Influencing Nigeria's Democracy
US officials run up against limits to their capacity to encourage respect of elections
WASHINGTON — NIGERIA'S two-month political crisis took a new turn when President Ibrahim Babangida, who seized power in 1985, reportedly offered to resign Aug. 17.
It had been widely expected that General Babangida would give up his military title and continue to rule as a civilian in order to satisfy his promise of restoring civilian rule by Aug. 27. Therefore, it was not immediately clear whether his offer to resign would satisfy Nigerian and international calls for democratization.
Responding on Aug. 16 to unconfirmed reports of Babangida's resignation offer, the US State Department said, "We welcome any concrete indication from Babangida that he will turn power over to an unhindered civilian government...."
The apparent winner of Nigeria's presidential elections, Chief Moshood Abiola, who fled to Britain, recently visited the United States, where he appealed for support in his bid to be declared winner of the June 12 presidential elections - annulled by the military government.
But while Mr. Abiola's appeals on Aug. 6 found sympathetic ears on Capitol Hill, the State Department was more cautious. US supports election process
"We have made no commitment to support Abiola personally," said a State Department official. "The US supports the elections and process leading toward democracy, but we do not support individuals per se."
On the Hill, however, Rep. Donald Payne (D) of New Jersey called for tough US sanctions against Africa's most populous nation. "This is similar to Haiti - the military said the election is nullified," said Mr. Payne at a hearing of the House Africa Subcommittee. "Haiti is more in our sphere of influence, but the principle is the same."
Payne said Abiola, a multimillionaire businessman, had told him that his life had been threatened for insisting he be declared the next president. Abiola had then received an emergency visa from a US embassy and slipped out of Nigeria.
Payne proposed an embargo by the US and the United Nations on the nearly 2 million barrels of oil Nigeria exports daily, mostly to the US, and a freeze on the assets of Babangida and others in the military.
George Moose, the assistant secretary of state for African affairs, told the subcommittee that the US has cut off military aid since the June 12 elections were annulled, and "should a civilian government not be in place in Nigeria on Aug. 27 [as the military has promised], the United States may be obliged to take additional steps."
But Mr. Moose did not endorse the proposals to embargo its oil and refused to "rule in or out" any future measures in support of democracy.
Indeed, the refusal of Nigeria's military government to heed US calls to respect the apparent 2-to-1 victory by Abiola in the election can be seen as a sign that Africa is far more difficult to influence than Latin America. When leaders or militaries in Peru, Guatemala, and Venezuela recently moved against democracy, swift action by the US and the Organization of American States made them back down and begin to restore democracy.
But when Babangida suspended the elections, troops killed 100 pro-democracy demonstrators, and several independent newspapers were closed.
The Organization of African Unity, meanwhile, was largely silent. Nigeria even expelled a US diplomat who called the suspension "unacceptable," and the information minister accused Britain and the US of interference in its internal affairs.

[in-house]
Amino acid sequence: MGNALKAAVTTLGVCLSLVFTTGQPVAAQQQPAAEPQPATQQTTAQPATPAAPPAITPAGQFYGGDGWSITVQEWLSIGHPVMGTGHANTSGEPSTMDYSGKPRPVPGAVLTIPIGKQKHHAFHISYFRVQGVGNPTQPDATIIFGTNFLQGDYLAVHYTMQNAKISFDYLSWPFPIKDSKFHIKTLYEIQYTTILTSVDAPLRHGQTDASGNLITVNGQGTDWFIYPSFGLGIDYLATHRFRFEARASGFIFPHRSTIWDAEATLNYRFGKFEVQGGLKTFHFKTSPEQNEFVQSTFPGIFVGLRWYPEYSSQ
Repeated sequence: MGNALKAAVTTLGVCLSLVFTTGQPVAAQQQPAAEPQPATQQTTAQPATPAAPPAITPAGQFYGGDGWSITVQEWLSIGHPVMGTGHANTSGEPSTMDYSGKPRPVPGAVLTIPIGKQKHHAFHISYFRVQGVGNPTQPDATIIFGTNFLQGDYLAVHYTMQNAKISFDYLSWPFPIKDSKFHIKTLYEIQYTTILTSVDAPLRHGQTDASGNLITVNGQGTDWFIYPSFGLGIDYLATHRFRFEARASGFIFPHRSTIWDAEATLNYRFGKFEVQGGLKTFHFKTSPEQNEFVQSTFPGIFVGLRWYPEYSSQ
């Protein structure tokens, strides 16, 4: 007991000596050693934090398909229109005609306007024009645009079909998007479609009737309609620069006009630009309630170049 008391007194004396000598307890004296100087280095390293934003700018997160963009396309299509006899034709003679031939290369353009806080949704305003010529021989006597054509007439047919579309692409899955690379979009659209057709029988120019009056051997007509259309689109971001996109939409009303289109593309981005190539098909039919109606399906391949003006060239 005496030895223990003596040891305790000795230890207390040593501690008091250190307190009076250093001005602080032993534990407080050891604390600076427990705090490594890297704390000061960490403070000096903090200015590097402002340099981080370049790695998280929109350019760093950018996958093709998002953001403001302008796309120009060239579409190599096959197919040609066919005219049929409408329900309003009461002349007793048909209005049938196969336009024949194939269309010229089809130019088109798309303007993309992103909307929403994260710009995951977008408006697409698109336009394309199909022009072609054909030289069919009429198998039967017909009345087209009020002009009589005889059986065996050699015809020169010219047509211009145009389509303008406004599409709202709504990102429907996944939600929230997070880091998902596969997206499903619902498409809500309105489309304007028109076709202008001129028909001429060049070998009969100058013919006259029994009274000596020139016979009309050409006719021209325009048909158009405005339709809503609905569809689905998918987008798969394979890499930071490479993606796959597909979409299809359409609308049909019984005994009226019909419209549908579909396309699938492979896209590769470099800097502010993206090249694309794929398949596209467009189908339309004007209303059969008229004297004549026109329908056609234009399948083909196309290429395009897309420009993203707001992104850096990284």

A senior US official noted that Nigeria is simply so big - with more than 100 million people - that few African governments are willing to criticize it.
Speaking after the hearing, Moose rejected the view that Nigeria's abortive elections are a sign that Africa is beyond the reach of the administration's democracy initiatives. "Progress in Africa has been rather remarkable considering where we were four or five years ago," he said. "At least a dozen nations will have, in the next year or so, some kind of election to head down the path of democratization."
But Moose noted that elections do not a democracy make: "African leaders say: 'Yes. We can have an election. But our cultures are not tolerant.' They are asking for our help to strengthen the institutions that are essential to make democracy work." Few in military benefit
Jim Woods, deputy assistant secretary for African affairs at the Defense Department, said only a small percentage of the military receives the benefits of control over the government, but these are likely hostile to Abiola because he might investigate their reported ties to corruption.
Some military hostility also comes because Abiola is a southerner of the Yoruba tribe, while, traditionally, the military is run by the northern Hausa tribe. But most of the junior officers voted for Abiola, and the military has developed a professional culture that is unlikely to fracture along ethnic lines, Mr. Woods said.
Holly Burkhalter, Washington director of Human Rights Watch, praised the Clinton administration for "not just speaking out" to protest the canceled elections but also canceling commercial and government-to-government arms sales. "The big question now," she said, "is whether the World Bank and International Monetary Fund will be willing to reschedule Nigeria's $30 billion debt."
Last month, the political crisis triggered a three-day riot in Lagos that left more than 100 people dead. And last week, a general strike shut down the city for three days, causing deep fear of instability. A million Nigerians died in the Biafran War in the 1960s - as ethnic Ibos tried to separate from the Yorubas and Hausas.
"Most people believe it's better to slow down the progress toward democracy than have a civil war," Woods said.